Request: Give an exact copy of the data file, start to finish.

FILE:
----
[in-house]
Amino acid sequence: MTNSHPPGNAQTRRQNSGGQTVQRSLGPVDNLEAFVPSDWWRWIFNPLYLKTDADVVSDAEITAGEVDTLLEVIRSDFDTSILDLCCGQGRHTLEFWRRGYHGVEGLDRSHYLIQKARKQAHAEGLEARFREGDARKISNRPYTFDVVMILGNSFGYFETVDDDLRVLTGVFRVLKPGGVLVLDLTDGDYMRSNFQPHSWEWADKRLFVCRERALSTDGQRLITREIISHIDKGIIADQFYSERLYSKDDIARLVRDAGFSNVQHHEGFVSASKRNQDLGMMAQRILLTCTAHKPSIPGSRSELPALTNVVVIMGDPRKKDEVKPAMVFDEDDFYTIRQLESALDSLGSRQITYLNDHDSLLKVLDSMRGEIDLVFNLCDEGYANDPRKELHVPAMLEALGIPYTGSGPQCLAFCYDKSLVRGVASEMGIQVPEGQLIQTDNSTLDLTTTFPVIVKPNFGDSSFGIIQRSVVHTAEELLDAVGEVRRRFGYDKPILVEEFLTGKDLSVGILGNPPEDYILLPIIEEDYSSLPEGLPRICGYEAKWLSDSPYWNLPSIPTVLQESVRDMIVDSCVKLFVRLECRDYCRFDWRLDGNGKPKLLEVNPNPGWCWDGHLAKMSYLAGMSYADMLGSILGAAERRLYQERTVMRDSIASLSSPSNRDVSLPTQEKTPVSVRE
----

[in-house]
Amino acid sequence: MTNSHPPGNAQTRRQNSGGQTVQRSLGPVDNLEAFVPSDWWRWIFNPLYLKTDADVVSDAEITAGEVDTLLEVIRSDFDTSILDLCCGQGRHTLEFWRRGYHGVEGLDRSHYLIQKARKQAHAEGLEARFREGDARKISNRPYTFDVVMILGNSFGYFETVDDDLRVLTGVFRVLKPGGVLVLDLTDGDYMRSNFQPHSWEWADKRLFVCRERALSTDGQRLITREIISHIDKGIIADQFYSERLYSKDDIARLVRDAGFSNVQHHEGFVSASKRNQDLGMMAQRILLTCTAHKPSIPGSRSELPALTNVVVIMGDPRKKDEVKPAMVFDEDDFYTIRQLESALDSLGSRQITYLNDHDSLLKVLDSMRGEIDLVFNLCDEGYANDPRKELHVPAMLEALGIPYTGSGPQCLAFCYDKSLVRGVASEMGIQVPEGQLIQTDNSTLDLTTTFPVIVKPNFGDSSFGIIQRSVVHTAEELLDAVGEVRRRFGYDKPILVEEFLTGKDLSVGILGNPPEDYILLPIIEEDYSSLPEGLPRICGYEAKWLSDSPYWNLPSIPTVLQESVRDMIVDSCVKLFVRLECRDYCRFDWRLDGNGKPKLLEVNPNPGWCWDGHLAKMSYLAGMSYADMLGSILGAAERRLYQERTVMRDSIASLSSPSNRDVSLPTQEKTPVSVRE